Miami's beaches are eroding, the coral reefs are dying, and its citizens fear the strike of the next hurricane. The effects of climate change are apparent just about everywhere you look in South Florida, including the arts scene. Miami's cultural landscape has become the setting for a battle over global warming — debating not whether it exists (because it does) but whether local artists are doing enough to address it.
The climate clash came to a head just before Art Basel 2016, when Gene Moreno, the curator of programs at the Institute of Contemporary Art Miami, told the New York Times that Miami artists' failure to respond to global warming was a factor in their exclusion from the upcoming Whitney Biennale. Filmmaker and marine biologist Colin Foord, part of the art and science duo Coral Morphologic, responded in a New Times op-ed, saying Moreno had overlooked work like his.
"He's either incompetent or simply ignoring us," Foord told New Times last month. "The world of contemporary art is effectively obsolete at this point and is not in a position to effectively convey the greater concerns about the social and environmental issues that confront us today. We now must move beyond contemporary art and into postcontemporary art... We need to create for a purpose other than making art as a commodity to be purchased." Foord pointed to Miami artists such as Bhakti Baxter, with whom he collaborated on designs for sculptures intended to be placed in Biscayne Bay to gauge sea-level rise, and fellow Miamian Xavier Cortada, who has created installations at the Earth's poles to generate climate-change awareness and whose nature-inspired mosaics can be found in locations from South Miami to South Beach.
Moreno did not respond to New Times' interview requests.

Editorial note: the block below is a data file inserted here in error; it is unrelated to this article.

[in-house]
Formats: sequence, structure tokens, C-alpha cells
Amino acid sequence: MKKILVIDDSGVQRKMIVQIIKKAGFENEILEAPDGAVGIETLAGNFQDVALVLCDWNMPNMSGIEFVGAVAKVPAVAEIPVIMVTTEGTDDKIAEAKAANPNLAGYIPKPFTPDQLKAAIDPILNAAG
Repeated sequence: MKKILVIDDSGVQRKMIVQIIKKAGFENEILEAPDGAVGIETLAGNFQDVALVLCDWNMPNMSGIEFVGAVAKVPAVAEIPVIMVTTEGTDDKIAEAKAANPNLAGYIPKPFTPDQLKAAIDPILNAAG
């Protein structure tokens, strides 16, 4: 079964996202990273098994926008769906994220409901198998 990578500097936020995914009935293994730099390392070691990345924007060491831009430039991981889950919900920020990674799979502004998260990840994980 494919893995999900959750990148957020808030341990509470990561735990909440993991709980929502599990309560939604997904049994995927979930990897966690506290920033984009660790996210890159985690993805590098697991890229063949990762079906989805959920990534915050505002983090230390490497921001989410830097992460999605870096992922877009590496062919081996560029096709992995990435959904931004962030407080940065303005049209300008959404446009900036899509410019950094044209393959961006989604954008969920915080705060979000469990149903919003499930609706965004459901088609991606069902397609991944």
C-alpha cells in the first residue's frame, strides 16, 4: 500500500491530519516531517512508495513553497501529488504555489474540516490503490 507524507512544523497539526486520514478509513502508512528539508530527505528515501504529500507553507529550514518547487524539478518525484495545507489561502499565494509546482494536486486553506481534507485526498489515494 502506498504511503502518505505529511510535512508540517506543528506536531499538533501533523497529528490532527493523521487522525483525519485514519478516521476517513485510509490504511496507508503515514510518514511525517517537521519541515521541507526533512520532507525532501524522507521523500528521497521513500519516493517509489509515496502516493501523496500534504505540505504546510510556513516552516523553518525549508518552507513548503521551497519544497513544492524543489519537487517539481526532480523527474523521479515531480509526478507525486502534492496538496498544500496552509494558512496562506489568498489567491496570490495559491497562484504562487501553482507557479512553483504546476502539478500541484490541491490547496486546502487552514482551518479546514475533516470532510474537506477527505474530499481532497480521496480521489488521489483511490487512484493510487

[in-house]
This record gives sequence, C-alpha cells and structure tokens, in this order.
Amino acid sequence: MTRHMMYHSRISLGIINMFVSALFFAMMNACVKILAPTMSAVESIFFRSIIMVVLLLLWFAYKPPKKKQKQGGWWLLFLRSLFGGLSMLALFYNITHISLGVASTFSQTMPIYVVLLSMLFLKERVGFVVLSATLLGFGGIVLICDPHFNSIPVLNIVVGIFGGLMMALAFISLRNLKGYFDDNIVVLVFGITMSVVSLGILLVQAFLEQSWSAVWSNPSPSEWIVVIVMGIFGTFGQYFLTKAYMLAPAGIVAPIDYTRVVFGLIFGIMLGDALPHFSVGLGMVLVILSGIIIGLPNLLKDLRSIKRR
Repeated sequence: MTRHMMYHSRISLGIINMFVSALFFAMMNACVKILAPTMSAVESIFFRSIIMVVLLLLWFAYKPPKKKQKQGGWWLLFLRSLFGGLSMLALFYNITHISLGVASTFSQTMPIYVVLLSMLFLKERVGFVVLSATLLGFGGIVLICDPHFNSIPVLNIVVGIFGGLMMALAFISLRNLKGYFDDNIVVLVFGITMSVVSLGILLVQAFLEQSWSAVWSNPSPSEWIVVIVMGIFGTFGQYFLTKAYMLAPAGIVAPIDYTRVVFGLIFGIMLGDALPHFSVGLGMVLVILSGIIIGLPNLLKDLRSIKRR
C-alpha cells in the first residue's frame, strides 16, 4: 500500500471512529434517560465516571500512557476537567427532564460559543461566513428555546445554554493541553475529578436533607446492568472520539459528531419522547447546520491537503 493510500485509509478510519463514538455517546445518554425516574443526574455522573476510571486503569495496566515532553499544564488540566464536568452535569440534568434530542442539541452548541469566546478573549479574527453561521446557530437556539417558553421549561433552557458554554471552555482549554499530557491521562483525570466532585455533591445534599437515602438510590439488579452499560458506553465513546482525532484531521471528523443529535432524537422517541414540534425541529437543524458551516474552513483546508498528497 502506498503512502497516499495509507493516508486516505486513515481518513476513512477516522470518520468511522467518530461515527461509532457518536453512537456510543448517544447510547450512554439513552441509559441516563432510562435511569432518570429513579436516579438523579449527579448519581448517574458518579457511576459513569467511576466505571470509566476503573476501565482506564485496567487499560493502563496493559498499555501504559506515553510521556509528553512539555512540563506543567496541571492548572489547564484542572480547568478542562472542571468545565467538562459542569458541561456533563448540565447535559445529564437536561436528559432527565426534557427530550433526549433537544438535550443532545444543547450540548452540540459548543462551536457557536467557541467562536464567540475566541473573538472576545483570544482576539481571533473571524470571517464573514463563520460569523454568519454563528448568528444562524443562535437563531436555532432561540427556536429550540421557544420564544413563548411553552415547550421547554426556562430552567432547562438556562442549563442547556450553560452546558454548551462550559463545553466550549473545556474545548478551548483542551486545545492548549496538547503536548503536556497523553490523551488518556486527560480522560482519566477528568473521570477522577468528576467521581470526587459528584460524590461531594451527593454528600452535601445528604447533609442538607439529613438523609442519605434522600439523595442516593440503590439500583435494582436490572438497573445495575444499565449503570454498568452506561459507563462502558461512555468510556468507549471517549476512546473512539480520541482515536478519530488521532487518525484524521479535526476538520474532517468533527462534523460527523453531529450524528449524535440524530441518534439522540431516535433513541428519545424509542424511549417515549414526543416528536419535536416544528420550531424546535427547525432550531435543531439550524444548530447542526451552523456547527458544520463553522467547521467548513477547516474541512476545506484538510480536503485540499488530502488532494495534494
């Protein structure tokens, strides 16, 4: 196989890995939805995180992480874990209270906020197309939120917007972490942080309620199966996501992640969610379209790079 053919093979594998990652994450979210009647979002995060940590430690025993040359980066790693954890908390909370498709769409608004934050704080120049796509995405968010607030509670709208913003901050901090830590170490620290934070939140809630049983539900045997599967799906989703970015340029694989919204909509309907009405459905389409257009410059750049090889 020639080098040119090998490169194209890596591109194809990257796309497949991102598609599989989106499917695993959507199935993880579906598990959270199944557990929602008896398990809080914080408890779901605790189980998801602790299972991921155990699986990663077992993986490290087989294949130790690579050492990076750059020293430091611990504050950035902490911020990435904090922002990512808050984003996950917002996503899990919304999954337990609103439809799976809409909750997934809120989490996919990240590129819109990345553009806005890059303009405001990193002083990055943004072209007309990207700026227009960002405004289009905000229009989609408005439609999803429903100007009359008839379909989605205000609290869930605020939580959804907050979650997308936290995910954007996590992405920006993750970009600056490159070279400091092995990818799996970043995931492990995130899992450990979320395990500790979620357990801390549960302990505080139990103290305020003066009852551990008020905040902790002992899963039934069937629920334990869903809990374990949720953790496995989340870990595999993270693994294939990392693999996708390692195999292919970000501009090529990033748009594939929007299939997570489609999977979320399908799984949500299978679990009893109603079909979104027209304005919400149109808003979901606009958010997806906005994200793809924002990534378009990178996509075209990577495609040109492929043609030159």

That simmering disagreement makes this an especially potent time for a project such as ARTSail, a floating four-to-six-week artist residency aboard a catamaran launched by ArtCenter/South Florida. In the residency, artists and cultural practitioners sail Florida's waterways and coastlines to conduct research and later return to their studios in downtown Miami to reflect and produce work. The program is for artists and cultural practitioners who work with or have an idea pertaining to water.
The project represents a halfway point between Foord's and Moreno's views. On one hand, ArtCenter executive director Maria del Valle says, the residency was inspired by a citywide lack of concern about the warming climate. "Our city is surrounded with water, and yet we thought there wasn't enough attention paid to a variety of issues, from coral bleaching to sea-level rise... [and] sustainability of ecosystems like Everglades Natural Park," she says.
On the other hand, ARTSail isn't a moneymaking endeavor: It's funded by a $40,000 grant from the Knight Foundation and is a residency and research program that collaborates with the Frost Museum of Science.
The goal of the residency is to generate dialogue and critical thinking around environmental issues. Ombretta Agrò Andruff, the independent curator who initially pitched the program, says, "The curatorial vision is pretty straightforward: to stimulate a dialogue between the art and the scientific communities and extend it to Miami-based communities." Local students and artists will collaborate with ARTSail participants throughout its run, and at the end of the residency period, she points out, artists and practitioners will give a presentation to the public.